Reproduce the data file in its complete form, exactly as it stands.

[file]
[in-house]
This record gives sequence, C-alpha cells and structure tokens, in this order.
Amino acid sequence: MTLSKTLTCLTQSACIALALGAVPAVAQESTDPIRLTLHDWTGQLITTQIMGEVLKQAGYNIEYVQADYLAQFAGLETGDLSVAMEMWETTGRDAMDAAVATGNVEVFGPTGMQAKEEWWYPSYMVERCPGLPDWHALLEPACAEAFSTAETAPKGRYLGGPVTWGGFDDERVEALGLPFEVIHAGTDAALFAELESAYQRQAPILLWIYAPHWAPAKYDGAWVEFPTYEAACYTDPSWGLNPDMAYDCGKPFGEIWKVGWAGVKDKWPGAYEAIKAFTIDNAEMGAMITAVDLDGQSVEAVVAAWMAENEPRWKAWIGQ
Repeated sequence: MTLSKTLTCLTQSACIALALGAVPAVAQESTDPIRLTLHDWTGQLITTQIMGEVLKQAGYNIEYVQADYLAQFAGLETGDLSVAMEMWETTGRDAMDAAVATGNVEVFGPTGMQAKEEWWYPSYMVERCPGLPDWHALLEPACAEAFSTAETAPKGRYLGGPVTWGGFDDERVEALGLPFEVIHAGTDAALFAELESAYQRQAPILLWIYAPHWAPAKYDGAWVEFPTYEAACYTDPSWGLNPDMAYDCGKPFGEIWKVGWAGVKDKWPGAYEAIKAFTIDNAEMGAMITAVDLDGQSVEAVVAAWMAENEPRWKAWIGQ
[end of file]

[in-house]
This record gives sequence, C-alpha cells and structure tokens, in this order.
Amino acid sequence: MTLSKTLTCLTQSACIALALGAVPAVAQESTDPIRLTLHDWTGQLITTQIMGEVLKQAGYNIEYVQADYLAQFAGLETGDLSVAMEMWETTGRDAMDAAVATGNVEVFGPTGMQAKEEWWYPSYMVERCPGLPDWHALLEPACAEAFSTAETAPKGRYLGGPVTWGGFDDERVEALGLPFEVIHAGTDAALFAELESAYQRQAPILLWIYAPHWAPAKYDGAWVEFPTYEAACYTDPSWGLNPDMAYDCGKPFGEIWKVGWAGVKDKWPGAYEAIKAFTIDNAEMGAMITAVDLDGQSVEAVVAAWMAENEPRWKAWIGQ
Repeated sequence: MTLSKTLTCLTQSACIALALGAVPAVAQESTDPIRLTLHDWTGQLITTQIMGEVLKQAGYNIEYVQADYLAQFAGLETGDLSVAMEMWETTGRDAMDAAVATGNVEVFGPTGMQAKEEWWYPSYMVERCPGLPDWHALLEPACAEAFSTAETAPKGRYLGGPVTWGGFDDERVEALGLPFEVIHAGTDAALFAELESAYQRQAPILLWIYAPHWAPAKYDGAWVEFPTYEAACYTDPSWGLNPDMAYDCGKPFGEIWKVGWAGVKDKWPGAYEAIKAFTIDNAEMGAMITAVDLDGQSVEAVVAAWMAENEPRWKAWIGQ